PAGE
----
“I would encourage people who come from backgrounds where money was a source of stress or conflict to really think about joining this cohort, as well.” – Summra M. Shariff, Executive Director, Twin Cities Diversity in Practice
There are currently very few to no Hispanic women who are partners at large or mid-sized legal firms in the Twin Cities. When it comes to representation of people of color, Minnesota’s legal community reflects the same kinds of opportunity and achievement gaps the state sees in education, health, and income: only 7.2% of Twin Cities attorneys are people of color (National Association for Legal Placement), whereas the state as a whole is closer to 20% people of color (according to the 2010 U.S. Census).
Opening the Gate to the Twin Cities’ Legal Community
However, Summra Mohammadee Shariff – herself an attorney of color who chose to move to Minnesota to practice – is optimistic these stats can change. Summra has been the executive director of Twin Cities Diversity in Practice since the spring of 2018. She was drawn to the mission of the nonprofit, which is to attract, recruit, advance, and retain attorneys of color. “I understand what a great place Minnesota is to live in. At the same time, I also know how hard it can be to live in this community as a person of color,” said Summra. “Holding those two truths at the same time, I can see the opportunity and possibilities in trying to diversify the legal community here.”
Twin Cities Diversity in Practice carries out its mission through several programs. For example, the TCDIP 1L Clerkship program places students of color who have completed their first year of law school into paid positions with law firms and corporate in-house legal departments. This past year, they offered clerkships to 28 students, and in 2020 they plan to have their largest class of clerks by offering opportunities for 33 students. “Each of these clerks is a person who is getting the opportunity to gain experience and make connections,” said Summra. “I consider this program a gate-opening opportunity because students can take these experiences and connections and use them to get opportunities for their second summer, which is really important, and hopefully leads to them getting gainfully employed after graduation.” Clerks are matched with mentors, introduced to leaders in the Twin Cities legal community, and offered other professional development opportunities.
Claiming the Title of Financial Leader
For Summra, Propel’s Financial Leadership Cohort was her own gate-opening opportunity. As a new executive director of a nonprofit, she was placed in a cohort of other smaller nonprofit organizations. “I applied because I’d been looking for guidance on how to get my arms around the finances of this organization,” said Summra. “We are a financially healthy organization, and I want every tool in my toolbox to keep it that way.”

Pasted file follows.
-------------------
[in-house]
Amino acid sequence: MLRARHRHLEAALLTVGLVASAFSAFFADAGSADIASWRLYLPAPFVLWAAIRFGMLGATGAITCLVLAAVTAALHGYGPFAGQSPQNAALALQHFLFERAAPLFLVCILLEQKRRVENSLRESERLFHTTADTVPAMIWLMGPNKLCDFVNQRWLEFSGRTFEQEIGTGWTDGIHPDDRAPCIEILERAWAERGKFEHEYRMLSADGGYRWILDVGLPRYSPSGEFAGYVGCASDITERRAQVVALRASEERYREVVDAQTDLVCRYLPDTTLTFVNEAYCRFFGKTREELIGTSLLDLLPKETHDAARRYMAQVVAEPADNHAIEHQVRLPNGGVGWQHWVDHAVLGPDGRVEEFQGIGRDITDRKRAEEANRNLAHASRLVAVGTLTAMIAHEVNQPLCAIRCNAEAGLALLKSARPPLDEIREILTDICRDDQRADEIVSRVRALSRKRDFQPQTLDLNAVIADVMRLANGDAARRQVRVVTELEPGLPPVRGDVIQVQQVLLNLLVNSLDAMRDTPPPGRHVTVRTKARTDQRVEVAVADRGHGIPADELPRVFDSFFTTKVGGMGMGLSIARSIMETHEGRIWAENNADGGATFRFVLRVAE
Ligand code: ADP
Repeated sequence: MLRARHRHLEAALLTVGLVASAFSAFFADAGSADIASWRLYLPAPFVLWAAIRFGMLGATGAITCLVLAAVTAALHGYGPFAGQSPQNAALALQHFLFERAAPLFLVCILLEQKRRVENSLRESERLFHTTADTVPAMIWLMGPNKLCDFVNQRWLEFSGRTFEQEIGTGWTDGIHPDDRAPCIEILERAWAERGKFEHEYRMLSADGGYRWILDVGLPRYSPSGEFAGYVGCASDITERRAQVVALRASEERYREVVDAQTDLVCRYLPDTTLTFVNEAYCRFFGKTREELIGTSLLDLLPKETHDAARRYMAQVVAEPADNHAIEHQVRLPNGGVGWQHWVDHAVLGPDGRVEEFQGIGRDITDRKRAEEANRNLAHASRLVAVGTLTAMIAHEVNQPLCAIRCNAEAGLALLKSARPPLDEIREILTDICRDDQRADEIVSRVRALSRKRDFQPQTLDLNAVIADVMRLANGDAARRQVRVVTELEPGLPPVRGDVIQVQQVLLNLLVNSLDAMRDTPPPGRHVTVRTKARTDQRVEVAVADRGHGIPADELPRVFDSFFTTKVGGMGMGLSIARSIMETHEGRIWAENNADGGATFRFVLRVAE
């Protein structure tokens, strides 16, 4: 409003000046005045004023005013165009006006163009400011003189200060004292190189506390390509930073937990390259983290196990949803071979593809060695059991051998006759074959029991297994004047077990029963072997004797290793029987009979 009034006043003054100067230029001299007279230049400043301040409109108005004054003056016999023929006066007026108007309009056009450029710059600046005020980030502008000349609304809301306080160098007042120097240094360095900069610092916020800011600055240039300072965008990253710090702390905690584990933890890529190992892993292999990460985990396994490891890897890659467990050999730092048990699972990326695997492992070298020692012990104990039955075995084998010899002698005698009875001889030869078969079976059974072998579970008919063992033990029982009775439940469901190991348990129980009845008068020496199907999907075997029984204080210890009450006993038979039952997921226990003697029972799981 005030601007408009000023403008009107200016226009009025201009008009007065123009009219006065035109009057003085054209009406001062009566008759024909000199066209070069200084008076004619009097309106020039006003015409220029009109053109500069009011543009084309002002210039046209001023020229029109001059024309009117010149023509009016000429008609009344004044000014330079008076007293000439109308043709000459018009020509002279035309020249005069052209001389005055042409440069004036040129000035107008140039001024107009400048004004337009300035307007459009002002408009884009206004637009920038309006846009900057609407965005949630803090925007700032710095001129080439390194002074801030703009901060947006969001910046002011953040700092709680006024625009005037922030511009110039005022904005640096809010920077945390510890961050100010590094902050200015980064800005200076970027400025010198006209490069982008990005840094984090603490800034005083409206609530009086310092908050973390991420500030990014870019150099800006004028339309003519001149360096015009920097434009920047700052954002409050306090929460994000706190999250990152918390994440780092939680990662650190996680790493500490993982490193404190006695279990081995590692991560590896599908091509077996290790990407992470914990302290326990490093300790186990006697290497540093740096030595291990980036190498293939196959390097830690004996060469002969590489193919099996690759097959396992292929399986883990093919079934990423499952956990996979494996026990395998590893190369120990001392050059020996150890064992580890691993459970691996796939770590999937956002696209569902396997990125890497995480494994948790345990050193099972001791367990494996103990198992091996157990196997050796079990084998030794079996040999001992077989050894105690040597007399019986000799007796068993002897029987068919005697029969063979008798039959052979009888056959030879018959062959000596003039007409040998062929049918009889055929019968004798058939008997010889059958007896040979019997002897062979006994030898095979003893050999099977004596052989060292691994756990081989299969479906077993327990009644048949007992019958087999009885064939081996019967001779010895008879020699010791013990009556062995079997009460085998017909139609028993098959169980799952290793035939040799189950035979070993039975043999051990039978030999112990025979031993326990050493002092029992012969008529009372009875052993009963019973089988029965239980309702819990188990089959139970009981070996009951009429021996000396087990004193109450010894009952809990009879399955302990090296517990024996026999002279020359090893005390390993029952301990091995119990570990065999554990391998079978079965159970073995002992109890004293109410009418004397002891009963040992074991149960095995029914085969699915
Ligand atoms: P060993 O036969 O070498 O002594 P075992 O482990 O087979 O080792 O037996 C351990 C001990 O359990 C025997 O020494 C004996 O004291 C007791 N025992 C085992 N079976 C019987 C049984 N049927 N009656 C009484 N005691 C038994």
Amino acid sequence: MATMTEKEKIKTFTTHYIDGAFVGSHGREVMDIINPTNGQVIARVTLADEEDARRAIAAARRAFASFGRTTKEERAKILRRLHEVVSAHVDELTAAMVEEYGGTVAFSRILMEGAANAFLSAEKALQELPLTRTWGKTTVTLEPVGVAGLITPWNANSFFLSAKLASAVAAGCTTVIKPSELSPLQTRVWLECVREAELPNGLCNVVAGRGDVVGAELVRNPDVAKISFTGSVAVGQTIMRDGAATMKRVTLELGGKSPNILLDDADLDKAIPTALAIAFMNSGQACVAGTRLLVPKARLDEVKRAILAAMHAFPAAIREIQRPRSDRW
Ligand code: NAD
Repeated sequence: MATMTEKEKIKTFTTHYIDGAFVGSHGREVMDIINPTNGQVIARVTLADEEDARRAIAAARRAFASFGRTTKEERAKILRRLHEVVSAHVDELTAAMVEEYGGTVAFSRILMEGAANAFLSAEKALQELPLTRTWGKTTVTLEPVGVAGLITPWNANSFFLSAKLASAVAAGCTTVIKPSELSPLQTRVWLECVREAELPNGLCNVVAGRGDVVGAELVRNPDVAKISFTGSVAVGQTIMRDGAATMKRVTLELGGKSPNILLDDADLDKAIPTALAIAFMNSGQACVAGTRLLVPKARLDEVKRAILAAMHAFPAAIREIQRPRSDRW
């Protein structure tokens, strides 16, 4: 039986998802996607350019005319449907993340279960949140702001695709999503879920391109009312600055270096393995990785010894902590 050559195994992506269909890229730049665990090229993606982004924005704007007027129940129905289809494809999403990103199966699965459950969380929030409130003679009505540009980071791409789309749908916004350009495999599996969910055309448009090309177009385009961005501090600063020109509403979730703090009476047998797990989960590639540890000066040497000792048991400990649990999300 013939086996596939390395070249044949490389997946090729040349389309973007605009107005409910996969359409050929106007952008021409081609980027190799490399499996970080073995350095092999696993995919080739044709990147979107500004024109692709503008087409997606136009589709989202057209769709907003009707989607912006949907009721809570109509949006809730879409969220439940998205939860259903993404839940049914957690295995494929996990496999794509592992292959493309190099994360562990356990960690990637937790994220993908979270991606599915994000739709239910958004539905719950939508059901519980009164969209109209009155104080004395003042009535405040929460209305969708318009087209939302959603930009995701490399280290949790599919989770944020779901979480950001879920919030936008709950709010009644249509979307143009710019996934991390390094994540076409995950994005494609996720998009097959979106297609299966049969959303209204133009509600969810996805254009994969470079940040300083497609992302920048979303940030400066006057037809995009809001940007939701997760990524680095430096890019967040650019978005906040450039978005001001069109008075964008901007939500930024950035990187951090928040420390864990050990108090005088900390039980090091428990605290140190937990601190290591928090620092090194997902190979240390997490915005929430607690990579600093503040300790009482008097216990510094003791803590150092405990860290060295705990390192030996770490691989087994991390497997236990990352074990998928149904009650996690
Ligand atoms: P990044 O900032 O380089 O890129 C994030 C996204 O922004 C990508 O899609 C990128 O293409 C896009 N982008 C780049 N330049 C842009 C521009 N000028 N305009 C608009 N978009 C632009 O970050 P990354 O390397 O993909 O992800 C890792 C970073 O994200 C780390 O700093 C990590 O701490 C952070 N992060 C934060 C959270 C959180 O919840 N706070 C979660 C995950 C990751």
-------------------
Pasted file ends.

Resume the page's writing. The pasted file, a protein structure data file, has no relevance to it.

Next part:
Over the course of six months, she met with other nonprofit leaders to learn new ways of thinking about the day-to-day work of being an executive director. In a small organization, that means she is also the financial manager. “I walked away with so much information, and more importantly, I walked away with more confidence than I had before,” she said. “I was getting bogged down in very technical things and forgetting the bigger decision making and thinking about how our finances align with our mission.” To help her check off all the new ideas she came up with in the cohort, the board has formed a working committee to help move the organization forward.
Summra’s advice for others: apply. Even if you think you don’t have time. “I would encourage people who come from backgrounds where money was a source of stress or conflict to really think about joining this cohort, as well,” urged Summra. She reflected that it’s easy for us to bring our personal relationship with money into how we approach organizational financial leadership. “I didn’t grow up with a lot of money and, now that I’m in charge of an organization, I tend to be overly conservative because I am worried about overspending or making an inadvertent misstep,” said Summra. “It’s part of my struggle with imposter syndrome. This program was a great opportunity to build my skills and confidence so that I can be a better steward of the organization’s resources.”
Summra knows that these investments in the organization’s infrastructure and her own professional development are all in service to an urgent mission of moving the Twin Cities’ legal community forward, especially on who gets to be part of it and rise to positions of leadership. “Inclusion and diversity are hard work, and we’ve made some progress, but not nearly enough,” she said. “It’s going to require innovation and creative thinking, and those are things I like to do.”
Learn more about Twin Cities Diversity in Practice: https://diversityinpractice.org/
All photos by Anna Min, Min Enterprises Photography, LLC